From And She Would Stand Like This. Photo by Ahron R. Foster.
Lately, our Southern editor, John Jeremiah Sullivan, has been researching the early formation of the blues, in the years 1870 to 1910. His studies led him to an old newspaper from his own town in North Carolina, but nearly every edition of the paper had vanished. Now he and his colleague Joel Finsel have organized a group of middle schoolers to find and transcribe surviving copies. In John’s words: “The Wilmington Daily Record, a seminal African American newspaper (the offices of which were torched during a violent white-supremacist uprising here in 1898), has always been known to history and considered important, either inspiring or infamous depending who was talking. But for all practical archival purposes, it didn’t exist. You couldn’t read it, even if you had access to the fanciest academic databases and things. That was a very specific historical problem that we set out to solve. And we did find some copies. The most exciting moment was when Jan Davidson, the historian at our local historical museum, realized she had three copies of the paper in the basement of the museum!” John’s discoveries haven’t been limited to Wilmington. He recently struck gold in Indiana, too: “I knew that the songwriter Paul Dresser had once been in love with a woman named Sal, an Indiana madam, and that she’d inspired his famous song ‘My Gal Sal,’ which I wanted to know more about for a piece about Dresser that ran in the Sewanee Review. Anyway, as I’m reading around in the Evansville Courier and Press for the 1870s and eighties, I start seeing references to ‘bagnios,’ one of the period euphemisms for brothels, and then to a person called Sallie Davis, who supposedly kept the nicest one in town, and finally to ‘Sal’s place,’ as shorthand for the same establishment. On further inquiry, the woman’s real name turned out to be Annie, just like Paul Dresser’s brother had always said it was, the brother being Theodore Dreiser.” —Lorin Stein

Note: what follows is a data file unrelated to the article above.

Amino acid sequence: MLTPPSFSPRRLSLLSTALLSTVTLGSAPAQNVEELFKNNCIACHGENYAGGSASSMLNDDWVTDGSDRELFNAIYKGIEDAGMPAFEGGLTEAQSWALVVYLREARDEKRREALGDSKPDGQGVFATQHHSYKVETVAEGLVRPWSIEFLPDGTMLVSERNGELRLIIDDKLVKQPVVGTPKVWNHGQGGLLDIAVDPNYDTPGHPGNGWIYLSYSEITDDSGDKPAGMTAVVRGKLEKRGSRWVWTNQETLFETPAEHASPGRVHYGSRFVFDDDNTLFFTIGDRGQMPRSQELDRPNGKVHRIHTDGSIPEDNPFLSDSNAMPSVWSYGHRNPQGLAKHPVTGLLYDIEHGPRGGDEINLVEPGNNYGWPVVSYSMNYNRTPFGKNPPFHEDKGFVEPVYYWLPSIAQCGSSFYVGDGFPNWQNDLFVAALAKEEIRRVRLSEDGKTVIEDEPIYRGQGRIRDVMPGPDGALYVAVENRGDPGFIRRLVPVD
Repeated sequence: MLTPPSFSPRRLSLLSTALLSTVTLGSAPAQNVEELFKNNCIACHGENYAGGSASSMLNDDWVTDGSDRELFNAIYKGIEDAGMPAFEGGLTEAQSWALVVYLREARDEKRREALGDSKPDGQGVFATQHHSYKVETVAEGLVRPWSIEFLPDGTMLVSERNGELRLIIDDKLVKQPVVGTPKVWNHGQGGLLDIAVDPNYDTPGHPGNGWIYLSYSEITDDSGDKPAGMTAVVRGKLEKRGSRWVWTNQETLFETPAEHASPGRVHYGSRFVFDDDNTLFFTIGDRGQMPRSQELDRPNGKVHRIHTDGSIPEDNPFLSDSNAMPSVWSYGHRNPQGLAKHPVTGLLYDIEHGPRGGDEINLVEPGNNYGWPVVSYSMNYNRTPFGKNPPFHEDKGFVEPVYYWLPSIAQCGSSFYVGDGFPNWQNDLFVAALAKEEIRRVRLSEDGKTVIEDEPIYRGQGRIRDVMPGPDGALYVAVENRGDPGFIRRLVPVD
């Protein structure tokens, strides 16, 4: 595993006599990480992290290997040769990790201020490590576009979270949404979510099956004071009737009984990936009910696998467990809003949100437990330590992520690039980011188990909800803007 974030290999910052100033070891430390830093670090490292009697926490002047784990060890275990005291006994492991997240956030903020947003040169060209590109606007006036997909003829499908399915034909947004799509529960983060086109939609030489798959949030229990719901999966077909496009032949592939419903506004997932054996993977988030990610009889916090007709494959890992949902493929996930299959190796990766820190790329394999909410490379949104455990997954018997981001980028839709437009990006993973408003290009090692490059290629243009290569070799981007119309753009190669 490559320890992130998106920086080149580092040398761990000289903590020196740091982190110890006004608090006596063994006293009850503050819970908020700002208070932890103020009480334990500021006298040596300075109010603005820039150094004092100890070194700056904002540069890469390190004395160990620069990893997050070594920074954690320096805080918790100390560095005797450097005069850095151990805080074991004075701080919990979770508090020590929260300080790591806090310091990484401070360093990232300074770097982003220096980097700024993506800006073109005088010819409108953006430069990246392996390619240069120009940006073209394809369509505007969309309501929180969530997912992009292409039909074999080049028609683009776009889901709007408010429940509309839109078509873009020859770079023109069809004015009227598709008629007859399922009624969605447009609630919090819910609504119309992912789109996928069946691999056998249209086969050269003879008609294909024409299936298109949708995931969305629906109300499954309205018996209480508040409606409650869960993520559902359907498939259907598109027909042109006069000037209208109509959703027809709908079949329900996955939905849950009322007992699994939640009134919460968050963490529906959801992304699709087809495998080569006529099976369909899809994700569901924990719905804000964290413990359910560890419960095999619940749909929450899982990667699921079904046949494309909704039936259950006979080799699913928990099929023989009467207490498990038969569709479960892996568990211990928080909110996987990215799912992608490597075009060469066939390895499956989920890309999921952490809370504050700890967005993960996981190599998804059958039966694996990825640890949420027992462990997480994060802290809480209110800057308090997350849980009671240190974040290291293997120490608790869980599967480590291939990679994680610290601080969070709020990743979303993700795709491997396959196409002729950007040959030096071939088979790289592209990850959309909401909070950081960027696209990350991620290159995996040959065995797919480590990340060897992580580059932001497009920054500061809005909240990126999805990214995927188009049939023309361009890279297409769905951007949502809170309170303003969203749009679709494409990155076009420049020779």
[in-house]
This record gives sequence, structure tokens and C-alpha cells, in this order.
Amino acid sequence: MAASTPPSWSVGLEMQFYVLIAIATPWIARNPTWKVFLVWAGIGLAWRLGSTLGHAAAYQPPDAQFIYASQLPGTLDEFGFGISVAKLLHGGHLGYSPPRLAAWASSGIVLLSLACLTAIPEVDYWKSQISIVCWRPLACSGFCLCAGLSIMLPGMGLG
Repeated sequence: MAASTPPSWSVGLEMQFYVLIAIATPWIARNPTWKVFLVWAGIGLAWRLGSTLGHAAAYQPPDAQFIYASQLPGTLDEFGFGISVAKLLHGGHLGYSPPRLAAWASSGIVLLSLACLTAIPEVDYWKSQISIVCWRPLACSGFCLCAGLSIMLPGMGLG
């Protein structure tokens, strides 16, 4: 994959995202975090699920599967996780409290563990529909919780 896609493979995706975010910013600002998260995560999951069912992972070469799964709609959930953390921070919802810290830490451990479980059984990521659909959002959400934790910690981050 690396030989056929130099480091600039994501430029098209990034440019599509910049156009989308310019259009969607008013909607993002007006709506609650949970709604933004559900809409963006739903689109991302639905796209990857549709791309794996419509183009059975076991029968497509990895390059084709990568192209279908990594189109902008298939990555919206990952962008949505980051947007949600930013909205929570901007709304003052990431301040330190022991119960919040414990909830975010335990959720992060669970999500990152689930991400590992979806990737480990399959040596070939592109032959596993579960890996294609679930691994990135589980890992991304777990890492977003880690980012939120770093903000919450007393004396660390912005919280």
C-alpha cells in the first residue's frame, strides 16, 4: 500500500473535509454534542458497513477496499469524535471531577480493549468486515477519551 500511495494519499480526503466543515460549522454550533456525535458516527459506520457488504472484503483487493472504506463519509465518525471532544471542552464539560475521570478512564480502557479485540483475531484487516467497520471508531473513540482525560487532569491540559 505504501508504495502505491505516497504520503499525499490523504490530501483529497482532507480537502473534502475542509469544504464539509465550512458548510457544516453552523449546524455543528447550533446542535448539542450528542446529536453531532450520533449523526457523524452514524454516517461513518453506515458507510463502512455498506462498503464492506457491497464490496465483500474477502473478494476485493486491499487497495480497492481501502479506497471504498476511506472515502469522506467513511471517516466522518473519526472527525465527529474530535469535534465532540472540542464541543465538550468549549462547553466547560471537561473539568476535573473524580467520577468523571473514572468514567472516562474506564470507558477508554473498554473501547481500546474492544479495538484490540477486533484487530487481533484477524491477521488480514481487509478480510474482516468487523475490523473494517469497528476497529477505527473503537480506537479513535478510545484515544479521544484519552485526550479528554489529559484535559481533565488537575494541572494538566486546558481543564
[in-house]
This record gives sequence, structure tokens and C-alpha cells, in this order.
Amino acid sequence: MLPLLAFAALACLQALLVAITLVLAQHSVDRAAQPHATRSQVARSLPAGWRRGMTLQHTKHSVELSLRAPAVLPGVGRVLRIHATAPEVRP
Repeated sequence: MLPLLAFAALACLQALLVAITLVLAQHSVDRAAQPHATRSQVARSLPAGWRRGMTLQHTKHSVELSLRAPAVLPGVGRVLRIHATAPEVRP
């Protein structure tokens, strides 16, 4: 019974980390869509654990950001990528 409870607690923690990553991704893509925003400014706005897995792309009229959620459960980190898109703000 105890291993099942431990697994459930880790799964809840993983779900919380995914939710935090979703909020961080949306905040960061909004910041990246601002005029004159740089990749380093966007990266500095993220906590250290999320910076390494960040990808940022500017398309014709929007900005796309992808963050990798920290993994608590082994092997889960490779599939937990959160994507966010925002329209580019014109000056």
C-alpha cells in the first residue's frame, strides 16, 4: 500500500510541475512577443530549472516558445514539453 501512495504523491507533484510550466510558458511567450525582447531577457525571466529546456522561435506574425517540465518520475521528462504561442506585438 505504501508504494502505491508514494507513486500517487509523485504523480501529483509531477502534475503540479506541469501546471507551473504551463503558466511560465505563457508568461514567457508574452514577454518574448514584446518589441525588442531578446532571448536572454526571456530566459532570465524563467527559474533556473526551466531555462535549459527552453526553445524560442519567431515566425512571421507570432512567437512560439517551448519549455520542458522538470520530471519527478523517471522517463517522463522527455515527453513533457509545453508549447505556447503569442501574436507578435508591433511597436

Friday night, I was in the presence of realness, fierceness, and royalty. I sat front row for And She Would Stand Like This, a theatrical retelling of Euripides’s The Trojan Women by Harrison David Rivers. Making use of drag and ball culture, the play, directed by David Mendizábal, reimagines the Trojan women as black and Latinx queer men and transgender women. It is set in a hospital waiting room, where an unnamed virus ambiguously fills the role of the warring Greeks, pitiless and destructive. By leaving the virus unnamed, Rivers renders timeless the early days of AIDS, reminding those who need reminding that there are still waiting rooms where doctors face queer and transgender populations with uncertainty, especially when these patients are people of color. The play beautifully complicates the essential trauma of kinship, love, and belonging with several times the body glitter and melanin of Judith Butler’s Antigone’s Claim. Rivers and the talented cast use chorus, repetition, and performance to their highest level of impact. The play turns masterfully on its platform stilettos, delivering triumphant choreography by the supreme Kia LaBeija and somber tragedy worthy of, well, the ancient Greeks. Performances are through Sunday, but RuPaul has already tweeted an endorsement, so act fast. —Julia Berick Read More